5th Edition PMBOK® Guide—Chapter 7: Earned Value Management (Part 1)

1. Introduction

Earned Value Management is the first technique listed in the 5th Edition PMBOK® Guide for the only time management knowledge area process in the Monitoring & Controlling Process Group, 7.4 Control Costs. It is also the most powerful in the extent of its use and implications for the proper management of a project. For those of you who are new to the concept, and are wondering “what is earned value management good for?”, let me tell you a story. There once was a young Native American brave who once asked his father, “I know that we’ve from the Halawi tribe, but where did the name come from.” “The chief came up that name. Last winter, when we moving our hunting grounds to this place, I went up to him and asked him the same question you asked me. What’s the name of our tribe? He was standing on a hill looking lost, when he looked up from his map, and said, “where the Halawi?” And that’s how we got our name. The purpose of that little story is to let you know that when you are working on a new project, at some point your “chief” or boss may come to ask you the same question, “where the hell are we?” In other words, is the project under budget and on schedule? That’s what earned value management can tell you.

2. Three Key Quantities: PV, EV, AC

There are three basic quantities you need to know when dealing with earned value analysis: Planned value, earned value, and actual cost. The PMBOK® Guide gives a definition which, although accurate, might be more simply expressed as I have attempted to do in the column marked “English Definition” next to the “PMBOK® Guide Definition.” The reason why earned value measurement works is because the quantity of “earned value” is a measure of both the schedule (“measure of work performed”) and the budget (“expressed in terms of budget authorized for that work”), and a combination of earned value and the planned value or actual cost can give an indication of how the project is doing with respect to the schedule or the budget, respectively.

Quantity Measures PMBOK® Guide Definition English Definition
Planned Value (PV) Schedule Authorized budget assigned to scheduled work. How much work was supposed to be done?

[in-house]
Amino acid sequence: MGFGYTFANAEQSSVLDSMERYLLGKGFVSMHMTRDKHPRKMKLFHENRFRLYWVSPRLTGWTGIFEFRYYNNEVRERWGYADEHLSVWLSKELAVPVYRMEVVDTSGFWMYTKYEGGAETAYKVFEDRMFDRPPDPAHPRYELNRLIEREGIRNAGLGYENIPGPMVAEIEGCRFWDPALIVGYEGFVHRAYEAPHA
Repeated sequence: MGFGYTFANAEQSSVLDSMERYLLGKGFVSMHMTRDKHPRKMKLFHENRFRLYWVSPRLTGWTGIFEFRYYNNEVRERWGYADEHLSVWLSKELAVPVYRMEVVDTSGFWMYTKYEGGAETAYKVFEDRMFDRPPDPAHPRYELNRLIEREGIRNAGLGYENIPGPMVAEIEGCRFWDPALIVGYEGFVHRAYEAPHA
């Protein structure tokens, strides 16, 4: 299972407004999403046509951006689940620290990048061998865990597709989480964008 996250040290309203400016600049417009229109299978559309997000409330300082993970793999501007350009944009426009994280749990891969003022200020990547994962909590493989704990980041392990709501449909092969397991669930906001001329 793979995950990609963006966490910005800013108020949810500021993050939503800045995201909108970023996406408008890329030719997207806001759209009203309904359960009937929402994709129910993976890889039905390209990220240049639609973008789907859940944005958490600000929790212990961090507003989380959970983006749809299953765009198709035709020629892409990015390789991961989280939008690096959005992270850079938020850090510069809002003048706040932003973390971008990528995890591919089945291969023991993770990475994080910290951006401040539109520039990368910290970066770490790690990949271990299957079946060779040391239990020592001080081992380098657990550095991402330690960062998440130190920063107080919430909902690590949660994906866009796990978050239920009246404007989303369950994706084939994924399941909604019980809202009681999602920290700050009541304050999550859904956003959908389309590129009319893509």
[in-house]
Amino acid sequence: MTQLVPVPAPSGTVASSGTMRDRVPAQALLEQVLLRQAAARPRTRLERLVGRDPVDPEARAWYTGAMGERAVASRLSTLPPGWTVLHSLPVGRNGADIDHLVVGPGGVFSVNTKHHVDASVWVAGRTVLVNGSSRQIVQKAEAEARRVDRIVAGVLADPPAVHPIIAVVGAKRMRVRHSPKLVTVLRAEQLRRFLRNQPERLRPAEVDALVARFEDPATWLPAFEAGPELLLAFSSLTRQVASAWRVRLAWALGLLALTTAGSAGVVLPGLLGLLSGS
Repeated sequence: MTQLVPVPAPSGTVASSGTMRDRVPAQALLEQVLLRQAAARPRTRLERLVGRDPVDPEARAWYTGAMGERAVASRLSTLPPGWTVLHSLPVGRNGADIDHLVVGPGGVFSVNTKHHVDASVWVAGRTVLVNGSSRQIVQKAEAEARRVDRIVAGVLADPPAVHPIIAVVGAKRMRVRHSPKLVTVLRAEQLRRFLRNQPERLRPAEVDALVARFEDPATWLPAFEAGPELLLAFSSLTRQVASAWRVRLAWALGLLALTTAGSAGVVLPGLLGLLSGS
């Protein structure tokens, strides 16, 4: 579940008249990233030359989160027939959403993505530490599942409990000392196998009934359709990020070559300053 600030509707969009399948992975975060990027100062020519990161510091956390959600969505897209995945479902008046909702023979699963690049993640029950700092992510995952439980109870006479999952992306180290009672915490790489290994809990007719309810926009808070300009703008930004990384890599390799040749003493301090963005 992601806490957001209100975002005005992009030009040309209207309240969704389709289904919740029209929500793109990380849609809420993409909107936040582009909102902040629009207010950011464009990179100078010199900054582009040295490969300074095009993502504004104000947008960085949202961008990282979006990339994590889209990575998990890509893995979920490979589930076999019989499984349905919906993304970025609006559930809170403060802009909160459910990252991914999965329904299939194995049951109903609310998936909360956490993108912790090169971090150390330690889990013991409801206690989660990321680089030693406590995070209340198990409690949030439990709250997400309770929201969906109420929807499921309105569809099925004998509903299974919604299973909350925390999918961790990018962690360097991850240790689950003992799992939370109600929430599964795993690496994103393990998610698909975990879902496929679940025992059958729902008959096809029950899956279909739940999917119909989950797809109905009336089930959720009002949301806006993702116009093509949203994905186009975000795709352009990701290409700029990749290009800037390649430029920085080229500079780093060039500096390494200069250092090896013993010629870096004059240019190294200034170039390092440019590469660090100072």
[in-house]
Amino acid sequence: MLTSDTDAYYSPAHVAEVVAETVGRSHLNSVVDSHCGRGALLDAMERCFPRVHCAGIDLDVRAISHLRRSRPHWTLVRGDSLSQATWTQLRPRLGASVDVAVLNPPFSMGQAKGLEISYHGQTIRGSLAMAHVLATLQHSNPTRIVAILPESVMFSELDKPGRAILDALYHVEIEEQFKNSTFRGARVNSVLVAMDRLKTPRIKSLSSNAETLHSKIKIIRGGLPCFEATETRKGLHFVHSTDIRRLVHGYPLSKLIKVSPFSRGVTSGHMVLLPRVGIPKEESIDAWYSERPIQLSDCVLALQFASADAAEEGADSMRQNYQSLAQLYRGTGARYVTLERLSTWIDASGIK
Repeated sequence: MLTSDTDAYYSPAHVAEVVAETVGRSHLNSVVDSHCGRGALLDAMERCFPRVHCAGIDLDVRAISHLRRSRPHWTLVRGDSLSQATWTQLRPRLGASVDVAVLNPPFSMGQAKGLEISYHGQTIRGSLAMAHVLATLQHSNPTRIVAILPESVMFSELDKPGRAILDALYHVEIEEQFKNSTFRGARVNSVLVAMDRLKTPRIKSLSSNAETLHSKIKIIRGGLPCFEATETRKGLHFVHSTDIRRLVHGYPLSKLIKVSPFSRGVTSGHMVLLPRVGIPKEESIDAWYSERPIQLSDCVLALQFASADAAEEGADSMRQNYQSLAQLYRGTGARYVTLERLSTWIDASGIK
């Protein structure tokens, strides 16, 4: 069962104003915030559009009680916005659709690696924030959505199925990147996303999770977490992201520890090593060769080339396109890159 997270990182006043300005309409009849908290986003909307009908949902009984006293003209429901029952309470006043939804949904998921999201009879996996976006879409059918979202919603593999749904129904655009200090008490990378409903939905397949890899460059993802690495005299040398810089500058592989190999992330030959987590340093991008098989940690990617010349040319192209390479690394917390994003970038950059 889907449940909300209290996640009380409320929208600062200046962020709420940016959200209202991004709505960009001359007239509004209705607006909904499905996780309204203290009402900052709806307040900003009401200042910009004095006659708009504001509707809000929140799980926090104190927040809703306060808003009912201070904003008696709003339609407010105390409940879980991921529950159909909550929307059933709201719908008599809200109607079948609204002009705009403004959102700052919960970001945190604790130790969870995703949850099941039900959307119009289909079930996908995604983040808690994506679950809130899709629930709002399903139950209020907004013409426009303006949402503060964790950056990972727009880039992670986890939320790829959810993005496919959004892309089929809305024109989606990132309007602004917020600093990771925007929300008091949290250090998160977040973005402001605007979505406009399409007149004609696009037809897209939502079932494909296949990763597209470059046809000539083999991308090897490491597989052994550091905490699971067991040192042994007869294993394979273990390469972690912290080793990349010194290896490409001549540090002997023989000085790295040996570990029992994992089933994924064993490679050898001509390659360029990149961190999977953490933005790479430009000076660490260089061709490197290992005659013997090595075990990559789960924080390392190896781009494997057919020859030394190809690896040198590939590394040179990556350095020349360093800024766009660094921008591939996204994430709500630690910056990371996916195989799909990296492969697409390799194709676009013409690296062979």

Earned Value (EV) Schedule AND Budget Measure of work performed expressed in terms of budget authorized for that work How much work was actually done?
Actual Cost (AC) Budget Realized cost incurred for the work performed on an activity during a specific time period How much did the work actually cost?

Now the planned value, earned value, and actual cost are measured at various times during the project and thus provide a “snapshot” of how the project is doing.

3. Budget at Completion

One additional quantity you need to be aware that is related to one of the key three quantities above is that of the Budget at Completion. The planned value or PV is the authorized budget assigned to the work scheduled up to that point. If you take the project all the way to its completion, then what should the planned value be at the end of the project? It should be equal to the budget at completion or BAC, in other words, the authorized budget assigned to ALL the work scheduled in the project. However, a word of caution! The actual PMBOK® Guide definition is “sum of all budgets established for the work to be performed”, and then in the chart on page 224 of the Guide, it says in the next column “the value of total planned work, the project cost baseline.” One of the problems about dealing with the project budget is that in reality, it is like a three layer cake, with the bottom layer being the project cost estimate, with a layer of contingency reserves or “filling” on top, which creates the middle layer called the project cost baseline, and a layer of management reserves or “filling” on top of that, which creates the top layer called the project budget. The BAC or budget at completion is, somewhat confusingly, NOT based on the project budget or the top layer, but on the middle layer of the project cost baseline, which includes both the cost estimates and the contingency reserves (but NOT the management reserves). So just be aware that although it says the budget at completion, this will be obtained by getting the project cost baseline for the project, and not the project budget. I guess we could all start calling it the “Baseline at Completion” to avoid confusion, but the terminology of Budget at Completion is so well firmly established, that it would be hard to change the term at this point. The next post shows how these four quantities, PV, EV, AC, and BAC (which is related to PV), can be used to show the variance of the project from its performance baseline of either the schedule or the budget. The fact that it can be used to handle both types of variance is part of the reason why earned value management has such tremendous utility as a technique for monitoring & controlling a project.

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